As indicated previously, the ability to translate between multiple representations in mathematics is seen to contribute toward conceptual understanding (Kilpatrick et al., 2001). It was therefore surprising that although CM includes many tasks that integrate multiple representations, analysis of the chapter as a whole indicated a predominance of procedural knowledge. Translating between multiple representations can, however, become highly procedural if focused on repeatedly in the same fashion. Tasks such as in Figure 5 occur frequently in CM, in both the exercises and worked examples, which contributed to these content blocks being coded as promoting procedure. This can, however, hold value as Kilpatrick et al. (2001) describe:
Without procedural fluency, students have trouble deepening their understanding of mathematical ideas or solving mathematical problems. The attention they devote to working out results they should … compute easily prevents them from seeing important relationships. (p. 122)
Translating between the multiple representations of functions is an acknowledged weakness in high school mathematics (Leinhardt et al., 1990; Rider, 2007) and it thus appears that in CM, this skill is being promoted to the point that it becomes procedural. If learnt with understanding, this would hopefully lead to flexible mathematical knowledge where learners can use the various representations to their advantage. Thus, if the conceptual links behind the translations are stressed in the classroom rather than purely the procedural steps, the content of CM has the potential to allow learners to translate between the representations of functions in a manner where this becomes second nature.
Although the content of EDM does not promote the translation between representations to the point that CM does, the book focuses in depth on the relationship between linear functions and solving linear equations. Consider, for example, the task in Figure 10.

FIGURE 10: (a) Task from Elemente der Mathematik 3 linking linear graphs to linear equations, (b) translation of the task.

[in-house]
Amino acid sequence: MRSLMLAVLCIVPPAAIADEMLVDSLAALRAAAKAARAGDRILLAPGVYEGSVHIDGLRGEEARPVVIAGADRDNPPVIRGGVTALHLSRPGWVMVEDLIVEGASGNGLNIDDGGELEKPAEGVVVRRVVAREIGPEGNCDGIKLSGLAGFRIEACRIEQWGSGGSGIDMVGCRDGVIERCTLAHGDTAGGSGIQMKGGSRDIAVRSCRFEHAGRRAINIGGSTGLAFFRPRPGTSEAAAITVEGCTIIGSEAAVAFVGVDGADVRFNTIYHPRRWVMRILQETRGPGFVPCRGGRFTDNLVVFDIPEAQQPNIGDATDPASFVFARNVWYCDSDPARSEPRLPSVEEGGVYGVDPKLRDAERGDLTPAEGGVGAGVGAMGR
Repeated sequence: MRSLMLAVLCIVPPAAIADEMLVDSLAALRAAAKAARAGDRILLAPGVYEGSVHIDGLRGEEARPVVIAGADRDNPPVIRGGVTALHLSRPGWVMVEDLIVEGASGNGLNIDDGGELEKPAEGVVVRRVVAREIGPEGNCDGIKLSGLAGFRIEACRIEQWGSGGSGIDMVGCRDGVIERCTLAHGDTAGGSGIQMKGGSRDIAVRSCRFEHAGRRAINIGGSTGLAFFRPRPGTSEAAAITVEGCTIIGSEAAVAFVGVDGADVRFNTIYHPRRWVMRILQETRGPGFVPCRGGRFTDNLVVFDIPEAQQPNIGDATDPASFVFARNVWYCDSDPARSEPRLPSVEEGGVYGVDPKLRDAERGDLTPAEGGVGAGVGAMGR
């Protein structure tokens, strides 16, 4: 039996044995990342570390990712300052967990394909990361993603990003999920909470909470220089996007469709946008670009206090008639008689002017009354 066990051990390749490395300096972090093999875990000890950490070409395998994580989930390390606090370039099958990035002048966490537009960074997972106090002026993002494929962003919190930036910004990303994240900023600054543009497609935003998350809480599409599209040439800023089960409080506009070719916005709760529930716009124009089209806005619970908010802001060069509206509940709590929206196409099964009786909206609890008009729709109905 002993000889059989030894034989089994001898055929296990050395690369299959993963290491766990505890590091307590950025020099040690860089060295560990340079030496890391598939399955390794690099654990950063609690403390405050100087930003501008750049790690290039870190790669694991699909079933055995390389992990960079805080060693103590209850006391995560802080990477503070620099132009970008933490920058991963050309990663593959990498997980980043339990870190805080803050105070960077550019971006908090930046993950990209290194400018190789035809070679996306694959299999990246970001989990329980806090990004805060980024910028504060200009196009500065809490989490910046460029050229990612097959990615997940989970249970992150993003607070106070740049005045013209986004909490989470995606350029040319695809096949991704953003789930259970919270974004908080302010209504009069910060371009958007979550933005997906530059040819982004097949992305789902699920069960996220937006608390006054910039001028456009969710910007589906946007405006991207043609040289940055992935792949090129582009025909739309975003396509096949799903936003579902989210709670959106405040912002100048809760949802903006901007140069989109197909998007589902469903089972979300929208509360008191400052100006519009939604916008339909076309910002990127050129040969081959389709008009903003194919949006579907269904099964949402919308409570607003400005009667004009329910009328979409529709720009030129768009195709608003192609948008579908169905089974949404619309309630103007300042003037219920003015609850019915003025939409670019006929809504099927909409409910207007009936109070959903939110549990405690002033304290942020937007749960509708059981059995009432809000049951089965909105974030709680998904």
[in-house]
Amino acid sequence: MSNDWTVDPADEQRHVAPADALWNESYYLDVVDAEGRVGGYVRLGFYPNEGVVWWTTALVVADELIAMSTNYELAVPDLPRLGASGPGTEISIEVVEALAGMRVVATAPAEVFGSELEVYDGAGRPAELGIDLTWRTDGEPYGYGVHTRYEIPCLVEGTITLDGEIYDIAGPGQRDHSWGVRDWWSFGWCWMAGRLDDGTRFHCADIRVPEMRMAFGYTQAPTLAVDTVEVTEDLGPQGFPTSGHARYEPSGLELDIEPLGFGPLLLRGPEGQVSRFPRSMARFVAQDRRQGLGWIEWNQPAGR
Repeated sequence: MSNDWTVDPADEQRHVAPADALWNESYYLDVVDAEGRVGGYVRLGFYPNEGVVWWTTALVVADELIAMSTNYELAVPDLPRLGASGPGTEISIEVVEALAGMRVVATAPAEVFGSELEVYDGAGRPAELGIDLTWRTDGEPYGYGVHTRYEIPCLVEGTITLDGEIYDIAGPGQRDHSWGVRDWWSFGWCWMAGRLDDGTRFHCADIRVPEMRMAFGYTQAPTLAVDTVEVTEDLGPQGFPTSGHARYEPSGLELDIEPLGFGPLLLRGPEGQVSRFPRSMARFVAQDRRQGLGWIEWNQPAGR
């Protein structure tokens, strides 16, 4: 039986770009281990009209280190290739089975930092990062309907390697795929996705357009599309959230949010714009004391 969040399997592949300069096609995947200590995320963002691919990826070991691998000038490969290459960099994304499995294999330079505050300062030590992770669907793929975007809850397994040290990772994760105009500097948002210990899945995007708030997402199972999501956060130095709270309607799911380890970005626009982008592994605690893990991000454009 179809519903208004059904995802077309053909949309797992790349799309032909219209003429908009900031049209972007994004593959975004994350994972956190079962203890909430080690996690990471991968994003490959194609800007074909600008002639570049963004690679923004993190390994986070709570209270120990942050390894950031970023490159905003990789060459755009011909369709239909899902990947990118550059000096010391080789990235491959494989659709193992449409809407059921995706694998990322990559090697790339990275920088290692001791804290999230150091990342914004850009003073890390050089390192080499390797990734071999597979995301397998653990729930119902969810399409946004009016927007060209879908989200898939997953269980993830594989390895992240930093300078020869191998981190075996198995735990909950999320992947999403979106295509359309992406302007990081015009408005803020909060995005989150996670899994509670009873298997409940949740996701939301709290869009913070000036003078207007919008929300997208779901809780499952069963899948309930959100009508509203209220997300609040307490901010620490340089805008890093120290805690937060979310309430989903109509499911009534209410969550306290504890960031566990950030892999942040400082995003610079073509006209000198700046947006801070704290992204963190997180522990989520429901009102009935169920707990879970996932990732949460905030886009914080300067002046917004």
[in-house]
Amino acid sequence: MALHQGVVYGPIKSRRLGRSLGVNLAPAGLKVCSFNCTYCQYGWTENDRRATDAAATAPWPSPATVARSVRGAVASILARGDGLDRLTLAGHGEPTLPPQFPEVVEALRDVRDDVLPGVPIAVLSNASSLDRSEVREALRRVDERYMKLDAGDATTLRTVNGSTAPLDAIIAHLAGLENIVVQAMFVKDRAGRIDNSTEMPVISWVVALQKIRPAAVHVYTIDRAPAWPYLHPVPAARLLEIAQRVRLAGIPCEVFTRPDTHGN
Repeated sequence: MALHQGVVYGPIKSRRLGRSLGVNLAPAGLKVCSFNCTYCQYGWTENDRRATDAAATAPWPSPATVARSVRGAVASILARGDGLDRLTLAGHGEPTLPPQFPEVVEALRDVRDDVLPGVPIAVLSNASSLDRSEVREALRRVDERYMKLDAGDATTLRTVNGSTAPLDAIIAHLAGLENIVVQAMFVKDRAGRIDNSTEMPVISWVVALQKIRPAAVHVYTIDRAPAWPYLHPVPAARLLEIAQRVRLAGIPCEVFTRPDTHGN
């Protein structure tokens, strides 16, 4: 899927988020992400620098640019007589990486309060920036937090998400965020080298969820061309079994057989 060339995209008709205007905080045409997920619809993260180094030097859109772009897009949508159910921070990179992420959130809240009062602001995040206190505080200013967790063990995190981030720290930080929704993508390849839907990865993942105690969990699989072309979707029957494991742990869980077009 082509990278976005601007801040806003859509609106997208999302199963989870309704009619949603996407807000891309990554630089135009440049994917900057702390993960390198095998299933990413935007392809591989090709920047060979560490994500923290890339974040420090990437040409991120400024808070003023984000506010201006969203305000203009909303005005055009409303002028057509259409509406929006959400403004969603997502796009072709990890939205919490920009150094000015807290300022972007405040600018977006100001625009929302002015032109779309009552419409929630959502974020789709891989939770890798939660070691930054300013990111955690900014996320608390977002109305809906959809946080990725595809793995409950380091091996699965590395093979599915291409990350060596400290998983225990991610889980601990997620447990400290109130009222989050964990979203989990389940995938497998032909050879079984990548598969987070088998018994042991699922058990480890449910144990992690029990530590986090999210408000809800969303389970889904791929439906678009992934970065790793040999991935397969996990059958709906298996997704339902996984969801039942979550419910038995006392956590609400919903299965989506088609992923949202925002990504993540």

Such a task has the potential to develop strong connections and deep understanding of the relationship between linear equations and linear graphs. Although EDM may not develop the procedural fluency that CM does in translating between representations of functions, tasks such as this present the opportunity for procedural steps to be understood conceptually in a manner that was not evident in CM. Thus, overall, EDM can be seen as promoting deep, interconnected knowledge of linear functions in equation, graphical and tabular form, while CM promotes procedural fluency in a broader range of representations.
Microstructure: Links from linear functions to other mathematical topics and the real world
Hiebert and Lefevre (1986) argue that conceptual understanding of a mathematical topic comes about when ‘the holder recognises its relationship to other pieces of information’ (p. 4). Apart from ‘internal’ links between multiple representations, the tasks discussed in Figures 7 and 8 illustrated how both books have used linear functions to add meaning to the study of isosceles triangles (and vice versa). The two textbooks are quite similar in this regard, with both linking individual tasks to topics such as rate, area or volume, number systems and patterns in similar ways. As discussed, EDM also particularly emphasises the connection between linear functions and solving linear equations to deepen conceptual understanding of both topics. The textbook also touches on the concept of linear regression toward the end of the chapter, suggesting the use of linear functions in statistical analysis and prediction. In terms of linking functions to other mathematical topics to deepen conceptual understanding, both books include opportunities to do this, although EDM does so to a stronger degree than CM.